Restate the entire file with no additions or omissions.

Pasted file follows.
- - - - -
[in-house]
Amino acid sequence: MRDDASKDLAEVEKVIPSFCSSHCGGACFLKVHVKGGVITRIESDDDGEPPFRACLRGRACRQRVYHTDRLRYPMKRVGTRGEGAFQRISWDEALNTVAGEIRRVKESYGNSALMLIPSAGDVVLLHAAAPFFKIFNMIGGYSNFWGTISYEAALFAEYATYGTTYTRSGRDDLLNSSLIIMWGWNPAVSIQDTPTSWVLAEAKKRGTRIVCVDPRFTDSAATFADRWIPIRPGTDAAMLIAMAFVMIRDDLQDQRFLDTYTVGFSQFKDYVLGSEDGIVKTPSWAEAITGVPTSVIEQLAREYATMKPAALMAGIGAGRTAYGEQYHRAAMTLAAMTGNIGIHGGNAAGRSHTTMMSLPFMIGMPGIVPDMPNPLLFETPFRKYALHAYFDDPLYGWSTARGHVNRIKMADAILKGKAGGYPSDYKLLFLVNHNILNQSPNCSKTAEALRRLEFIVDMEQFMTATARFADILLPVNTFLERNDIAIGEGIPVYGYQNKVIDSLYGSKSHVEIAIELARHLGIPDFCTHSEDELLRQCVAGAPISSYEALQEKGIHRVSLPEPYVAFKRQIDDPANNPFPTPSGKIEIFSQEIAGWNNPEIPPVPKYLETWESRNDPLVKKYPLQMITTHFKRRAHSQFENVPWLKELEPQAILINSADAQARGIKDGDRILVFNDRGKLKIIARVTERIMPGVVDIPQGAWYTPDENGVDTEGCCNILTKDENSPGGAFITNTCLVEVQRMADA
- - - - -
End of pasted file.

[in-house]
Amino acid sequence: MRDDASKDLAEVEKVIPSFCSSHCGGACFLKVHVKGGVITRIESDDDGEPPFRACLRGRACRQRVYHTDRLRYPMKRVGTRGEGAFQRISWDEALNTVAGEIRRVKESYGNSALMLIPSAGDVVLLHAAAPFFKIFNMIGGYSNFWGTISYEAALFAEYATYGTTYTRSGRDDLLNSSLIIMWGWNPAVSIQDTPTSWVLAEAKKRGTRIVCVDPRFTDSAATFADRWIPIRPGTDAAMLIAMAFVMIRDDLQDQRFLDTYTVGFSQFKDYVLGSEDGIVKTPSWAEAITGVPTSVIEQLAREYATMKPAALMAGIGAGRTAYGEQYHRAAMTLAAMTGNIGIHGGNAAGRSHTTMMSLPFMIGMPGIVPDMPNPLLFETPFRKYALHAYFDDPLYGWSTARGHVNRIKMADAILKGKAGGYPSDYKLLFLVNHNILNQSPNCSKTAEALRRLEFIVDMEQFMTATARFADILLPVNTFLERNDIAIGEGIPVYGYQNKVIDSLYGSKSHVEIAIELARHLGIPDFCTHSEDELLRQCVAGAPISSYEALQEKGIHRVSLPEPYVAFKRQIDDPANNPFPTPSGKIEIFSQEIAGWNNPEIPPVPKYLETWESRNDPLVKKYPLQMITTHFKRRAHSQFENVPWLKELEPQAILINSADAQARGIKDGDRILVFNDRGKLKIIARVTERIMPGVVDIPQGAWYTPDENGVDTEGCCNILTKDENSPGGAFITNTCLVEVQRMADA